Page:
The Importance of a Story

The Importance of a Story

My family frequently moved during my childhood. I describe it as less than a military brat but more than the average kid. This makes it difficult for doctors to see my history. They only see a snapshot, a picture. I have to tell them my story. And they have to be willing to listen.

I moved states summer 2008. My original diagnosis records were lost, or jumbled up beyond recognition. These records were from before the time where everything was digitized. I don’t know what blood tests my first endocrinologist ran. However, I do know my baseline cortisol level was low enough for him to go “Adrenal Insufficiency.” But I don’t know the numbers.

I do believe he also ran the ACTH stim test, but I never saw the results. When I moved, we had the hardest time getting those original medical records to my new endo. My second endo was left with a lot of questions. We had no answers for him.

This second endocrinologist ran a whole battery of tests to try to answer his questions. He was the doctor that said “Addison’s Disease.” I saw this doctor all through college, even though my college was several states away. During my junior year of college, I started struggling more with my health. I was also reaching the limits of his medical training. He openly admitted that he had never met an Addisonian patient like me. First time I heard that, I thought, “Oh great. I’m one screwed up failure.” I realize now that is not what he meant. I genuinely puzzled him. What he studied in school did not match up with what he saw in my life. He recommended I find a third endo in the same state as me who could keep a better eye on me. I did.

I saw her for several years. Then the week of April 14th of 2013, I just felt off. April 19th, 2013 was especially bad. I called her office asking her for advice. She ordered some blood work and said I should go in to see her that afternoon.

The appointment was a waste of time. She didn’t know what to do with me so she gave me a card for a primary care doctor down the street. I still felt beyond awful and was incredibly dizzy. At my mom’s prompting, I called the PCP to see how soon I could get an appointment. They could see me immediately.

In that PCP’s office was when I started slipping rapidly towards a crisis. I went from being confused and dizzy to seizing up and fading in and out of consciousness. The doctor had the wisdom to call an ambulance and rush me off to the ER. When I finally reached my third endo by phone, she had the audacity to tell me, “Amber, it’s impossible for you to go into a crisis. You took your medicine today. Are you sure it’s not depression?”

If you read my blog, it’s obvious that I’m not depressed. Addison’s disease does suck at times, but I write to remind myself about the Importance of Perception, and how I choose to be optimistic. I choose to fight for my health.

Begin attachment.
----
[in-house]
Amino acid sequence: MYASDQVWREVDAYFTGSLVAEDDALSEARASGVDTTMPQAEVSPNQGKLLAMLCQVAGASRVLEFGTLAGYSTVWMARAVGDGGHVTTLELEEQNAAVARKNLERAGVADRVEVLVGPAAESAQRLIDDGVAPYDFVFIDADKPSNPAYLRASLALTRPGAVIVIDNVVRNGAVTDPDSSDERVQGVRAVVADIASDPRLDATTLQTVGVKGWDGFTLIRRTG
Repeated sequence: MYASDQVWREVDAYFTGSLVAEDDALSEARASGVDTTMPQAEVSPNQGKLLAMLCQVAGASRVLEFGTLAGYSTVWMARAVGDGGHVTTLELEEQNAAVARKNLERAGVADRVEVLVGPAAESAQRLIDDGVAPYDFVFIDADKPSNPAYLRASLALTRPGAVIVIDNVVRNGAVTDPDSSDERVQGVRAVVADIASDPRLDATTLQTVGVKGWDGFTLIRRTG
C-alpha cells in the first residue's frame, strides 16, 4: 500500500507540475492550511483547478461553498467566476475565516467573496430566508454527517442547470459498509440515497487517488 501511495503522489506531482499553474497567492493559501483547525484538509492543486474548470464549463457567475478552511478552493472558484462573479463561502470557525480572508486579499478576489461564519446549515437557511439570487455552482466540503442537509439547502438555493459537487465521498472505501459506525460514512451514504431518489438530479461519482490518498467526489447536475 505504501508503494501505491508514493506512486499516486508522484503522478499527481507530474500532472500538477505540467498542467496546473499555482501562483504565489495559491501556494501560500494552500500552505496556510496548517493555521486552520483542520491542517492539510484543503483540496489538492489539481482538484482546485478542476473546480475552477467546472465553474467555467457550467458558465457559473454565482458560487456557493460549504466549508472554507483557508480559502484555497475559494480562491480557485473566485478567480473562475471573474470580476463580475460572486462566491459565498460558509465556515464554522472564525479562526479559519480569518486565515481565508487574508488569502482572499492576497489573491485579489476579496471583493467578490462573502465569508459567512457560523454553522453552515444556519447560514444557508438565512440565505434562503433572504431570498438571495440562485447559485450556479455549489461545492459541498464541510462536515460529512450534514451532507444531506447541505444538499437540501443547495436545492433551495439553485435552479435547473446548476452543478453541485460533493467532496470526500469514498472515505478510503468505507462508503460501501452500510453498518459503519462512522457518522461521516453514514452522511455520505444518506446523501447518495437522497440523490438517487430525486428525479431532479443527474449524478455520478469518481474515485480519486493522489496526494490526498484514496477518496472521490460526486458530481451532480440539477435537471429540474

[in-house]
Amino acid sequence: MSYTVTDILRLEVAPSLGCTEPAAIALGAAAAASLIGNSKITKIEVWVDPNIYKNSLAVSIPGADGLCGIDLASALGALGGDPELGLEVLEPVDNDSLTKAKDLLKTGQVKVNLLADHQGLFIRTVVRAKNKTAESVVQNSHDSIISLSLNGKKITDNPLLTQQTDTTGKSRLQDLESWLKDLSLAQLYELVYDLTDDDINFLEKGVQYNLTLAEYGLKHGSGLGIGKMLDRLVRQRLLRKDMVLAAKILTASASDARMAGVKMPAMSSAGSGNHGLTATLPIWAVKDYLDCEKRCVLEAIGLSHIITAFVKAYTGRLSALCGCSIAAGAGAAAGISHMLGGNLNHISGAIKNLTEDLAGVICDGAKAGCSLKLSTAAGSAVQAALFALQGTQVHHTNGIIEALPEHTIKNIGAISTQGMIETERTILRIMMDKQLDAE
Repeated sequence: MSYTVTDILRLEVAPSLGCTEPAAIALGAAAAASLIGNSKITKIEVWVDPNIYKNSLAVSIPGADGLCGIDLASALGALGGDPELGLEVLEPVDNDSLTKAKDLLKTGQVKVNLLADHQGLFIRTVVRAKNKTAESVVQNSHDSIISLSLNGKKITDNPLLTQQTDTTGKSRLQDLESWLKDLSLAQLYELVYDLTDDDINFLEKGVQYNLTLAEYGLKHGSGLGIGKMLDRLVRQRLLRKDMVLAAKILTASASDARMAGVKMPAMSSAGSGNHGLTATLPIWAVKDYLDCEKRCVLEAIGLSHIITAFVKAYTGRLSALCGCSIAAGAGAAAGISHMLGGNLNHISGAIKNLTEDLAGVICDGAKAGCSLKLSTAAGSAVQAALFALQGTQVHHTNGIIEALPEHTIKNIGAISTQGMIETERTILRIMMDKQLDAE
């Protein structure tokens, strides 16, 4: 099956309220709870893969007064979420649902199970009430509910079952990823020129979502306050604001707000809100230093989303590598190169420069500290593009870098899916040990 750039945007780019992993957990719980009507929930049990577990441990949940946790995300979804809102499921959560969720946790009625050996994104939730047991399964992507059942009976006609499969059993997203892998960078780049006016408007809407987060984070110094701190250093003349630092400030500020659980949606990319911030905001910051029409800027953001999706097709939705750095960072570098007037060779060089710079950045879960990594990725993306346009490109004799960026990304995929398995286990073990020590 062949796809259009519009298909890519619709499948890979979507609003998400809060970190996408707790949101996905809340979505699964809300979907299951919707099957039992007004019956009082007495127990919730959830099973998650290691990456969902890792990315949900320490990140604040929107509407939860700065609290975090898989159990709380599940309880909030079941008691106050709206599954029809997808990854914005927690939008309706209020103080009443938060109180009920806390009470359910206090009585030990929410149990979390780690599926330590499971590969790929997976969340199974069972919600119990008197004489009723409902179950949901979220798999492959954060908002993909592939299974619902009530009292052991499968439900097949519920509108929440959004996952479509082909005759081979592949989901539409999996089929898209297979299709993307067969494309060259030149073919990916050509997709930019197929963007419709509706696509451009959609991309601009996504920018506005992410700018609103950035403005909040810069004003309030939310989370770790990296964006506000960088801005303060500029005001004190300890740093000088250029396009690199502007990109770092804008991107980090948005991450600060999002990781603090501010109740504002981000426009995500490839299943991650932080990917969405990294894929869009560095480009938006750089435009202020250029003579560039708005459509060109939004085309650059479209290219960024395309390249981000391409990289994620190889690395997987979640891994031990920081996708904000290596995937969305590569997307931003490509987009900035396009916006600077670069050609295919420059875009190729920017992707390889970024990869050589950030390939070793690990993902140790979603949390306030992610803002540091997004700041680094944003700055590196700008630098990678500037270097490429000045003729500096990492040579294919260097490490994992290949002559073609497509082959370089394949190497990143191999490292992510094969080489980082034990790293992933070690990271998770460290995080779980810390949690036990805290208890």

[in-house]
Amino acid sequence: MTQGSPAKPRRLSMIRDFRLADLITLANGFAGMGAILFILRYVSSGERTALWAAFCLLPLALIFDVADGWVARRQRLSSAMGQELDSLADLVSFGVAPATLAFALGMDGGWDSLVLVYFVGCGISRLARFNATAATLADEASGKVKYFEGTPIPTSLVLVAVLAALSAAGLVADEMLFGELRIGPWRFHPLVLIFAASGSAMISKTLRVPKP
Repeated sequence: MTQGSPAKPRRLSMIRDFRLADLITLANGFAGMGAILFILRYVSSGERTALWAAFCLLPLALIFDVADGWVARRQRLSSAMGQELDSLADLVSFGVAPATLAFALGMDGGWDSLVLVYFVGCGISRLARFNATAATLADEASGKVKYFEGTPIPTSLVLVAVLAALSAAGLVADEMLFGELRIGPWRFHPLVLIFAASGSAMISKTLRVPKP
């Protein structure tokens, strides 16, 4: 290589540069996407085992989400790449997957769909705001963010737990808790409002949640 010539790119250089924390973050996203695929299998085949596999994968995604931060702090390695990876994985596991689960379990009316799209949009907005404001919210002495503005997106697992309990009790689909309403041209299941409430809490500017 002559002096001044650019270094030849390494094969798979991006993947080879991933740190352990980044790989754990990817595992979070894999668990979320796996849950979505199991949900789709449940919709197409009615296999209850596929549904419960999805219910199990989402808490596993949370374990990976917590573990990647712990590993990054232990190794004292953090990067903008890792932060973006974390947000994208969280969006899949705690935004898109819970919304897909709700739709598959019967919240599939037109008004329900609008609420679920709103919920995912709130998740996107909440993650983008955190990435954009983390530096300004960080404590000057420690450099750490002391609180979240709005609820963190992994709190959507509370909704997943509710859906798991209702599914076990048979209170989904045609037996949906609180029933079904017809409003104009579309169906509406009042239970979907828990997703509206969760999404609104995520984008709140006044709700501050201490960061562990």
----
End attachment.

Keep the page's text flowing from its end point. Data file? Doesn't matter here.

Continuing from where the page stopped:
My whole goal is to be Clearly Alive!

The irony.

I immediately tried to find a fourth endo because my third endo lost my trust. Once again, this new endo did not have all my blood work. He never saw me pre-diagnosis, when I was chronically underweight, constantly sick, and tan year round regardless of time spent outside. Instead, he only saw a girl who had been on steroids since 2005.

This endo had the audacity to tell me that I never had Addison’s disease and none of my doctors believed I had Addison’s disease. I just suffered from anxiety and depression.

He did not know my story.

I went to my fifth endocrinologist this past Thursday. It’s a real pain to be missing that original blood work. The doctors don’t have my history. They just know the actions taken.

First endo said “Adrenal Insufficiency” and started me on hydrocortisone.

The second endo said “Addison’s Disease” and added fludrocortisone.

The third endo [wrongly] said “Depression” and the fourth endo [wrongly] said “Anxiety… And you never had Addison’s.”

The fifth endo said it didn’t matter the name. The fact remains that I’m on steroids now and I will be on steroids for life. The focus should be solely on improving my quality of life.

I have an interesting story. I’m not sure where my journey will lead or why I am gifted with this unique  path. I will continue to share my story with the hope that I can encourage others, and frankly, encourage myself.

Now, there are still many unanswered questions. Why did I immediately vomit all of my night meds on May 5th, 2013? Why was I starting to slip into a crisis on April 19th, 2013? We are missing a piece of the story.

Here’s hoping we can find it quickly. Although still frustrated, at my core I am still Clearly Alive.

**UPDATE** After much hunting, my father was able to locate the copy of my original diagnosis papers. The numbers are there, however they only provide a brief snapshot, a discrete moment in time. We must consider the entire story.

Amber Nicole is Clearly Alive